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National, International, Armenia, and Community News and Opinion

The Armenian Reporter | February 28, 2009 5

Community

The changing face of Armenia depicted in Ann Arbor lecture

Scholar addresses

language, culture,

religion and

minorities since

independence

ANN ARBOR, Mich. – The

current situation of minorities

in Armenia, and the religious,

cultural, educational, and linguistic

environment in the country,

were the subjects of a February

10 lecture by visiting scholar

Jasmine Dum-Tragut at the

University of Michigan, Ann Arbor.

Speaking to a full audience as

a guest of the Armenian Studies

Program, Dr. Dum-Tragut stated

that there is no reliable census

of religious minorities in Armenia,

but in general the problem of

religious tolerance is acute. Time

changes, but the church maintains

its conservative ideology,

which adds to the atmosphere of

religious intolerance, she said. Yet

while there is a strong link between

Armenian ethnicity and

the church, she does not think

that the church is as strongly connected

to national self-awareness

as it was before 1991.

Dr. Dum-Tragut, who was a Manoogian

Simone Foundation Visiting

Scholar with the Department of

Near Eastern Studies at the University

of Michigan, sponsored by the

Armenian Studies Program, argued

that more than armed conflict and

economic crisis have shaped Armenia

since the end of the Soviet

Union.

Notably, language policy has

played an important role in

forming a new national identity

in independent Armenia, she

explained. The strengthening

of Armenian language use in

schools at the expense of Russian-language

instruction was

directed against Russian-speaking

Armenians, but had significant

demographic consequences

for minorities and many left in

the 1990s. Despite all these nationalistic,

pro-ethnic Armenian

moves, however, she argued

that one should bear in mind

that Armenia is perhaps more

heterogeneous in its ethnic, religious,

and cultural values than

ever before.

In response to a question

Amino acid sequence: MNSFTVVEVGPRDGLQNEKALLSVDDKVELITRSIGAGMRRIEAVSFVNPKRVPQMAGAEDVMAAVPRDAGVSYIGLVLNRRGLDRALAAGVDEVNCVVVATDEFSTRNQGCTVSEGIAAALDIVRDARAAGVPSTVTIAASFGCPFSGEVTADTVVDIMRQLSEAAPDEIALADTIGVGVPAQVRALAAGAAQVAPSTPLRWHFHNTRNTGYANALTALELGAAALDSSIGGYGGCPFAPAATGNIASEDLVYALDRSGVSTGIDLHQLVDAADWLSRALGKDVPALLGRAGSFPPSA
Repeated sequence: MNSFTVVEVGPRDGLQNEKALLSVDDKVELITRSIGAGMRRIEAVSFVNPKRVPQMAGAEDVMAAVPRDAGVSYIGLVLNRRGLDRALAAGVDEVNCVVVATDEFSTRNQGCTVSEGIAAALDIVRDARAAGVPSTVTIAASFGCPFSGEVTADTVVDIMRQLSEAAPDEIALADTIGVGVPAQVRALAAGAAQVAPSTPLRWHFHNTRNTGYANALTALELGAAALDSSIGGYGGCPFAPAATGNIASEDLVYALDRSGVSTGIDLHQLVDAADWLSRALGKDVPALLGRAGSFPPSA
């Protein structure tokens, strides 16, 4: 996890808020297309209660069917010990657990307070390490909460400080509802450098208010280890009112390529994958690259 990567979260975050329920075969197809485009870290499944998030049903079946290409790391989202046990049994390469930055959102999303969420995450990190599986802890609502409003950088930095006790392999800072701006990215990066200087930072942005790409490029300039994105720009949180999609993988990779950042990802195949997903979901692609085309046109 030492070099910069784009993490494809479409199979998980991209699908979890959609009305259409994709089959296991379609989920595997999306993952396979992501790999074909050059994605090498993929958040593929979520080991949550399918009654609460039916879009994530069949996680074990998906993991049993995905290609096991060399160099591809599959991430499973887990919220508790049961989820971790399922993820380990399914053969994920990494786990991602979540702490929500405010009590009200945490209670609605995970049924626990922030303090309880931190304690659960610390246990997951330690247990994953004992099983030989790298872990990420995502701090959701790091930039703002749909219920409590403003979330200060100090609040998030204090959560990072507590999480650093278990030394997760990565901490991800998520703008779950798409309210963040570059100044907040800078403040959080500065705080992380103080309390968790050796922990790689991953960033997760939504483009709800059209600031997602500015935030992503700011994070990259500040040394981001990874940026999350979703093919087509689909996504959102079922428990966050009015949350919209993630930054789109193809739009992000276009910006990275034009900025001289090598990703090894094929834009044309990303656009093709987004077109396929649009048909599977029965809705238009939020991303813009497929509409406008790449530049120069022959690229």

about the cultural importance of

the church since 1991, Dr. Dum-

Tragut argued that it is still important,

but many Armenians

are not practicing their religion,

even if baptized, so the role of

the Church is complicated. After

another question about what defines

Armenians, she responded

that the main features were origin,

religion, language, culture,

and territory, being born in Armenia,

and knowing the Armenian

language.

Jasmine Dum-Tragut teaches

at the Department of Linguistics,

University of Salzburg, and is

head of the Department for Armenian

Studies, Mayr-Melnhof-

Institute for the Christian East,

Salzburg.

She was awarded a Ph.D. in

general linguistics and Russian

philology in 1994 from the University

of Graz (Austria), after

having studied from 1988 to 1990

in Armenia and having obtained

Award-winning film Gyumri coming to Washington

there several diplomas in Armenian

and sociolinguistic studies.

Dr. Dum-Tragut has received a

number of grants for research in

Armenian linguistics and medieval

literature at a number of European

institutions.

Starting from 2003 she has

been acting as scientific advisor

and project manager at the archaeological

excavations of the

University of Innsbruck (Austria)

in Aramus/Armenia; she is also

guest scholar at the Max Planck

Institute for Evolutionary Anthropology

in Leipzig (Germany)

and at the Chair for Armenian

Studies at Leiden University (the

Netherlands).

She has published more than 40

papers and 11 monographs referring

to Armenian studies and general

linguistics and lectured extensively

worldwide.


Generation born